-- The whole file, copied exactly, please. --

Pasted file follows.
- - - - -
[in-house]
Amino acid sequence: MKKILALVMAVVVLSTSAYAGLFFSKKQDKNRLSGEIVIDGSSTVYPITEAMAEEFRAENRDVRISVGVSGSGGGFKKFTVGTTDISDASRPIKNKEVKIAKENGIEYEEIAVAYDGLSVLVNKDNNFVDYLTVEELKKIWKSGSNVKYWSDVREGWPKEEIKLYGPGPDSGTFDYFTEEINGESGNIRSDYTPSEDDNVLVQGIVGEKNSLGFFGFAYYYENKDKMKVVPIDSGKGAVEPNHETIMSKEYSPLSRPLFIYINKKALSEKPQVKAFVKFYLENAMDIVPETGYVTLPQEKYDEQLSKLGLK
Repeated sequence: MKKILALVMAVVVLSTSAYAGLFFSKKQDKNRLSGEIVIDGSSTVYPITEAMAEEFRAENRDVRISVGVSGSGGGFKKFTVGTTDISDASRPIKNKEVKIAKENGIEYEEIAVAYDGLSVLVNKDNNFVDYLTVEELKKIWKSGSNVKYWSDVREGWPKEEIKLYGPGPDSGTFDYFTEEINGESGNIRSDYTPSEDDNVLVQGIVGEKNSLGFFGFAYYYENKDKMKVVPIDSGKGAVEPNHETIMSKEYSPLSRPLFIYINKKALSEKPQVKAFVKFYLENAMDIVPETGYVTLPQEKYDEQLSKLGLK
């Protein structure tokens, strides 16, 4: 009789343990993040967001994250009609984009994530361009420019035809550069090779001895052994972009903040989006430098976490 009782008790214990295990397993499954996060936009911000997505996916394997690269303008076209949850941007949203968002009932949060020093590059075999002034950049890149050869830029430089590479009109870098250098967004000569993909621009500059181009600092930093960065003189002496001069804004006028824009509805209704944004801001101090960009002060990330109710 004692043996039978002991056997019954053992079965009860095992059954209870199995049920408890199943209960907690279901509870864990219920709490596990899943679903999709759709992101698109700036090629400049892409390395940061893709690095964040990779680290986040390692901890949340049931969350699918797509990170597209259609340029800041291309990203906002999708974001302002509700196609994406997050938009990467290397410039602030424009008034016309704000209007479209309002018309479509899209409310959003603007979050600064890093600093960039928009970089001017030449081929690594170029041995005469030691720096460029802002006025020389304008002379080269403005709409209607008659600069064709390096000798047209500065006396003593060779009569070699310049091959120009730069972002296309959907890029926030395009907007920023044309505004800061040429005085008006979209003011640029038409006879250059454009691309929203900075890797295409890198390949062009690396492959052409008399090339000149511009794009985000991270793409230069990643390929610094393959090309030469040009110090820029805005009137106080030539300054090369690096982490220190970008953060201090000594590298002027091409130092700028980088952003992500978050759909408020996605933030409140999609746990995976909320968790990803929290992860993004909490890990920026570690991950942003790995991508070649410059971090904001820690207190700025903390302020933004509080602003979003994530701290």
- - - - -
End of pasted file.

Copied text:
[in-house]
Amino acid sequence: MKKILALVMAVVVLSTSAYAGLFFSKKQDKNRLSGEIVIDGSSTVYPITEAMAEEFRAENRDVRISVGVSGSGGGFKKFTVGTTDISDASRPIKNKEVKIAKENGIEYEEIAVAYDGLSVLVNKDNNFVDYLTVEELKKIWKSGSNVKYWSDVREGWPKEEIKLYGPGPDSGTFDYFTEEINGESGNIRSDYTPSEDDNVLVQGIVGEKNSLGFFGFAYYYENKDKMKVVPIDSGKGAVEPNHETIMSKEYSPLSRPLFIYINKKALSEKPQVKAFVKFYLENAMDIVPETGYVTLPQEKYDEQLSKLGLK
Repeated sequence: MKKILALVMAVVVLSTSAYAGLFFSKKQDKNRLSGEIVIDGSSTVYPITEAMAEEFRAENRDVRISVGVSGSGGGFKKFTVGTTDISDASRPIKNKEVKIAKENGIEYEEIAVAYDGLSVLVNKDNNFVDYLTVEELKKIWKSGSNVKYWSDVREGWPKEEIKLYGPGPDSGTFDYFTEEINGESGNIRSDYTPSEDDNVLVQGIVGEKNSLGFFGFAYYYENKDKMKVVPIDSGKGAVEPNHETIMSKEYSPLSRPLFIYINKKALSEKPQVKAFVKFYLENAMDIVPETGYVTLPQEKYDEQLSKLGLK
């Protein structure tokens, strides 16, 4: 009789343990993040967001994250009609984009994530361009420019035809550069090779001895052994972009903040989006430098976490 009782008790214990295990397993499954996060936009911000997505996916394997690269303008076209949850941007949203968002009932949060020093590059075999002034950049890149050869830029430089590479009109870098250098967004000569993909621009500059181009600092930093960065003189002496001069804004006028824009509805209704944004801001101090960009002060990330109710 004692043996039978002991056997019954053992079965009860095992059954209870199995049920408890199943209960907690279901509870864990219920709490596990899943679903999709759709992101698109700036090629400049892409390395940061893709690095964040990779680290986040390692901890949340049931969350699918797509990170597209259609340029800041291309990203906002999708974001302002509700196609994406997050938009990467290397410039602030424009008034016309704000209007479209309002018309479509899209409310959003603007979050600064890093600093960039928009970089001017030449081929690594170029041995005469030691720096460029802002006025020389304008002379080269403005709409209607008659600069064709390096000798047209500065006396003593060779009569070699310049091959120009730069972002296309959907890029926030395009907007920023044309505004800061040429005085008006979209003011640029038409006879250059454009691309929203900075890797295409890198390949062009690396492959052409008399090339000149511009794009985000991270793409230069990643390929610094393959090309030469040009110090820029805005009137106080030539300054090369690096982490220190970008953060201090000594590298002027091409130092700028980088952003992500978050759909408020996605933030409140999609746990995976909320968790990803929290992860993004909490890990920026570690991950942003790995991508070649410059971090904001820690207190700025903390302020933004509080602003979003994530701290």